I wrote about this ship a little over a year ago (scroll about half way through).  This time, a cold day last week,  I recognized her immediately and

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got closer ups.  A Saugerties lighthouse keeper recorded the same vessel passing some time back.

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Only a cold winter shot catches the white smudges around its bow and hatches.  By the way, inside under the hatches lie tons of the white material from the Minas Basin of Nova Scotia that becomes sheetrock, plaster board.  Some blogger’s eyes monitor Kastner and other gypsum carriers well here.  

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Ice, of course, cold water sprays up and coats an even colder hull.  You may recall fotos of hatches encased in ice on Kastner‘s sister vessel Gypsum Baron,  posted here.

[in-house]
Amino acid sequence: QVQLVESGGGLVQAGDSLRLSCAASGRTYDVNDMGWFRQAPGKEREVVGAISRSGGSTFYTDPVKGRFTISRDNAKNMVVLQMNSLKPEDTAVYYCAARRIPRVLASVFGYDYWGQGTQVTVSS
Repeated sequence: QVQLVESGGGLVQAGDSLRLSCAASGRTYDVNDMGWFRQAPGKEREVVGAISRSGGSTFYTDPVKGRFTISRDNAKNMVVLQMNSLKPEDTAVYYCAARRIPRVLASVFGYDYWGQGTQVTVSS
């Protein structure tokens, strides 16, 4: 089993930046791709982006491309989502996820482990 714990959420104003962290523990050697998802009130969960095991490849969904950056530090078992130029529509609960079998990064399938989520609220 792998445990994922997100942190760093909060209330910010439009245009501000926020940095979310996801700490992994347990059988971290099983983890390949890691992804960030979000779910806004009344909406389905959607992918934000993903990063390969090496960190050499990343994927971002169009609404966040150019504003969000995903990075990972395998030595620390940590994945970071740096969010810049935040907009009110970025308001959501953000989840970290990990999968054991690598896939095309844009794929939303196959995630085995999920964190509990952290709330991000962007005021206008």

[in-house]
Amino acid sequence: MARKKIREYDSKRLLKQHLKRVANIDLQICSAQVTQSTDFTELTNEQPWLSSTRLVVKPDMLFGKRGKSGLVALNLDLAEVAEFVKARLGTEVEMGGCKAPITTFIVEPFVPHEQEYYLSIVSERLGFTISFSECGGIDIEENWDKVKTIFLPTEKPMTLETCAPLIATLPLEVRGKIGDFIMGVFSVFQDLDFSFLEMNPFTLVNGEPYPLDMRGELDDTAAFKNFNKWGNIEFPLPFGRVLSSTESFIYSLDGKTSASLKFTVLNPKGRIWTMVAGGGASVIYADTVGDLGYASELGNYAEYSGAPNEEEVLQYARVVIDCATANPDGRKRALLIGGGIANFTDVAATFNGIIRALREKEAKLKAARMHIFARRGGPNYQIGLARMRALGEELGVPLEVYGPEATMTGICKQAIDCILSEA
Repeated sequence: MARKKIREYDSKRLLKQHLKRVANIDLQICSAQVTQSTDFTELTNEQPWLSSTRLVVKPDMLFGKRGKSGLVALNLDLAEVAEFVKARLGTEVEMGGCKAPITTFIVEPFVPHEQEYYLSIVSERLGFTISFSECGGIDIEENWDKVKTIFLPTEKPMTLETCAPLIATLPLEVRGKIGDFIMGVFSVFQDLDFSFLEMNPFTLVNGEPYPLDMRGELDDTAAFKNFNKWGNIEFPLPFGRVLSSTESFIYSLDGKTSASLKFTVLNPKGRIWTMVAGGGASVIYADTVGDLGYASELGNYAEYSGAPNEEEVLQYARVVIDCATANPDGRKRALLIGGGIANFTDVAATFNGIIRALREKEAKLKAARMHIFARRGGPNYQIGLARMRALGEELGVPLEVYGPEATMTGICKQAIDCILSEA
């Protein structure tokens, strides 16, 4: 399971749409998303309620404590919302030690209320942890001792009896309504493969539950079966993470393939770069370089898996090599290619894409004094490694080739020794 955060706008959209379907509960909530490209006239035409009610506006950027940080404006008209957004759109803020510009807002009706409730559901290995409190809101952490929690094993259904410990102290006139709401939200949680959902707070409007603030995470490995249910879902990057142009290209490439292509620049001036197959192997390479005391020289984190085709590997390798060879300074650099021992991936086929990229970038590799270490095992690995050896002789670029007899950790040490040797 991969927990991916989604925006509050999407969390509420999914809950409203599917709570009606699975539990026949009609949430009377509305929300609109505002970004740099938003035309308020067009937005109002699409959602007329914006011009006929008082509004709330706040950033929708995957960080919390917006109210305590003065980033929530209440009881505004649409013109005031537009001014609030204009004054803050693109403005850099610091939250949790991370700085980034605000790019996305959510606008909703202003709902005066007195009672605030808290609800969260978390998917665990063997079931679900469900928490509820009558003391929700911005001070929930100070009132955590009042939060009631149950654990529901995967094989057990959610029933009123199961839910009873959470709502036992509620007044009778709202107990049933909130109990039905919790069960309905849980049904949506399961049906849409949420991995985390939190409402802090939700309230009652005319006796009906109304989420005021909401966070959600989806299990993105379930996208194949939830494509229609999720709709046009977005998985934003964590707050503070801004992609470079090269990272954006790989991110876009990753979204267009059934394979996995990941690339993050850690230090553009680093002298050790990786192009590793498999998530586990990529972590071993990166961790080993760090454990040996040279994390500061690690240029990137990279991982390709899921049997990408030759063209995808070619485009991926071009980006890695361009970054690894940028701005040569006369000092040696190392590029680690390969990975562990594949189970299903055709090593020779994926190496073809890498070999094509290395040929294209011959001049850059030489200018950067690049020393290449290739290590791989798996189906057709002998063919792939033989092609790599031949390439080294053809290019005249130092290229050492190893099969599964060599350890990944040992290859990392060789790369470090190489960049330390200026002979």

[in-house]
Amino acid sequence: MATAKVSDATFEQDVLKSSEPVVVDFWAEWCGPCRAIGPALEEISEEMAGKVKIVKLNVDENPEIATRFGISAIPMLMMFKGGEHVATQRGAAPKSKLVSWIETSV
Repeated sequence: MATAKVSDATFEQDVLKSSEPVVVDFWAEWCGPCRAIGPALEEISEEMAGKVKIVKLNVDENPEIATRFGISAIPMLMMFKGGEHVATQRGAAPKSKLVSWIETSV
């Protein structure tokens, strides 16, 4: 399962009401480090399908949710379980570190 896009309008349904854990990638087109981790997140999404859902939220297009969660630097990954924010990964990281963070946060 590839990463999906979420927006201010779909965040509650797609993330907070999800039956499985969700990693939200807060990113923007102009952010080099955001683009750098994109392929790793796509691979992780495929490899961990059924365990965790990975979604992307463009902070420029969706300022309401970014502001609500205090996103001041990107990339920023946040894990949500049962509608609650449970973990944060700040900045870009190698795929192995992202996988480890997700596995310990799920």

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Here’s a closer up of Kastner‘s “unloader,” aka slewing boom.

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Which brings me to uninvited thoughts of cold water, ice such as that broken up farther north along the Hudson, and people who see solidifying waters as places to test human endurance.  Warm-blooded Bowsprite writes about some of these swimmers, New York residents, here.  Rachel writes about it here.

On swimmers and blogs about the water:   get the Beatles,  a wild swimmer in Amsterdam, and something about a submarine here at the incomparable Peter Mello’s Sea Fever.

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